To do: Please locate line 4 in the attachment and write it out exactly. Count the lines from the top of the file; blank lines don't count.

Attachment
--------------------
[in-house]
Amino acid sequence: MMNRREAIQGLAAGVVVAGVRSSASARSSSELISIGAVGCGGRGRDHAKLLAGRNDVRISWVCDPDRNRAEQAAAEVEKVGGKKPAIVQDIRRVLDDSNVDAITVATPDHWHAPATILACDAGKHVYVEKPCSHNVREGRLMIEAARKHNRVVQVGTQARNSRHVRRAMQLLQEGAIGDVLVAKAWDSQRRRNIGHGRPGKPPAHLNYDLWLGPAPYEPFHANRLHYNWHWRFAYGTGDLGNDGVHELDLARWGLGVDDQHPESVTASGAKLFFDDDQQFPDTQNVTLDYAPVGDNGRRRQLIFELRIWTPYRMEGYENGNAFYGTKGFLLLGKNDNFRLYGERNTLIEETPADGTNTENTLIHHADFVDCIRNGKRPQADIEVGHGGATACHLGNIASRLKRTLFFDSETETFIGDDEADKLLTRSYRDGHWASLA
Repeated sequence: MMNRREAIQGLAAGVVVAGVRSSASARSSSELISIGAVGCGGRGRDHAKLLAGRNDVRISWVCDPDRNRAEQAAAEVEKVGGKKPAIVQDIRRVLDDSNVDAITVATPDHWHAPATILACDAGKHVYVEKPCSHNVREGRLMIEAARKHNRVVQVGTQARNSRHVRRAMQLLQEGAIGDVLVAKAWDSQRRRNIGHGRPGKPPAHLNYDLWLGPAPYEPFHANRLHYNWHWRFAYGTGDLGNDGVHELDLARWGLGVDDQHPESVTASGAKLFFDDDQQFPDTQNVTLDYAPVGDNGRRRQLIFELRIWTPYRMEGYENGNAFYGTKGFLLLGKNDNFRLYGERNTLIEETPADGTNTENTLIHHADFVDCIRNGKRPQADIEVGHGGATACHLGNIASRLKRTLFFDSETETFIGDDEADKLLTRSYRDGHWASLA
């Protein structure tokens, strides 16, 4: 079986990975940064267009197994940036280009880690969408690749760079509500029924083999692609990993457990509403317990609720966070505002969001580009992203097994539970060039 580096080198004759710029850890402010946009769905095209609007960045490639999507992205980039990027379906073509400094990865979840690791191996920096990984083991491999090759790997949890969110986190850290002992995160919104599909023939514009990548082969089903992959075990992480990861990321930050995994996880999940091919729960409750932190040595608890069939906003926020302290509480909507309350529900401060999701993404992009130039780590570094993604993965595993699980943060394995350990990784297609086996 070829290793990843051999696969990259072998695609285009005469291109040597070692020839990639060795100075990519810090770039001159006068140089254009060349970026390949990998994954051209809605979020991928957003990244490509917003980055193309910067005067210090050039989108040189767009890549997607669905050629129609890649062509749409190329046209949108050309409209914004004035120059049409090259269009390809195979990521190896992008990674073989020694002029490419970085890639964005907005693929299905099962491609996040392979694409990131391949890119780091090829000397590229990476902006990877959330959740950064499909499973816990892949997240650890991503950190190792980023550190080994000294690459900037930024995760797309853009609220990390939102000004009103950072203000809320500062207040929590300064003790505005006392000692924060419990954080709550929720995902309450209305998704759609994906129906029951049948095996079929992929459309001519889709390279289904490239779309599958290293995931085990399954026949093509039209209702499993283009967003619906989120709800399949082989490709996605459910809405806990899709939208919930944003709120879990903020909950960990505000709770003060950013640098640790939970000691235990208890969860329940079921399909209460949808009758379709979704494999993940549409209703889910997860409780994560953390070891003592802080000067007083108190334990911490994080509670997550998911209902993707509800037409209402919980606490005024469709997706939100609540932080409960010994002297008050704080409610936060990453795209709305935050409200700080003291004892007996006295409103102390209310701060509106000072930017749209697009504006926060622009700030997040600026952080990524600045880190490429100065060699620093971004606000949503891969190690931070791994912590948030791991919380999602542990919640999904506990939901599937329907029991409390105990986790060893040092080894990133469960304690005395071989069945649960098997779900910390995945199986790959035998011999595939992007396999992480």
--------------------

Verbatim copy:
């Protein structure tokens, strides 16, 4: 079986990975940064267009197994940036280009880690969408690749760079509500029924083999692609990993457990509403317990609720966070505002969001580009992203097994539970060039 580096080198004759710029850890402010946009769905095209609007960045490639999507992205980039990027379906073509400094990865979840690791191996920096990984083991491999090759790997949890969110986190850290002992995160919104599909023939514009990548082969089903992959075990992480990861990321930050995994996880999940091919729960409750932190040595608890069939906003926020302290509480909507309350529900401060999701993404992009130039780590570094993604993965595993699980943060394995350990990784297609086996 070829290793990843051999696969990259072998695609285009005469291109040597070692020839990639060795100075990519810090770039001159006068140089254009060349970026390949990998994954051209809605979020991928957003990244490509917003980055193309910067005067210090050039989108040189767009890549997607669905050629129609890649062509749409190329046209949108050309409209914004004035120059049409090259269009390809195979990521190896992008990674073989020694002029490419970085890639964005907005693929299905099962491609996040392979694409990131391949890119780091090829000397590229990476902006990877959330959740950064499909499973816990892949997240650890991503950190190792980023550190080994000294690459900037930024995760797309853009609220990390939102000004009103950072203000809320500062207040929590300064003790505005006392000692924060419990954080709550929720995902309450209305998704759609994906129906029951049948095996079929992929459309001519889709390279289904490239779309599958290293995931085990399954026949093509039209209702499993283009967003619906989120709800399949082989490709996605459910809405806990899709939208919930944003709120879990903020909950960990505000709770003060950013640098640790939970000691235990208890969860329940079921399909209460949808009758379709979704494999993940549409209703889910997860409780994560953390070891003592802080000067007083108190334990911490994080509670997550998911209902993707509800037409209402919980606490005024469709997706939100609540932080409960010994002297008050704080409610936060990453795209709305935050409200700080003291004892007996006295409103102390209310701060509106000072930017749209697009504006926060622009700030997040600026952080990524600045880190490429100065060699620093971004606000949503891969190690931070791994912590948030791991919380999602542990919640999904506990939901599937329907029991409390105990986790060893040092080894990133469960304690005395071989069945649960098997779900910390995945199986790959035998011999595939992007396999992480």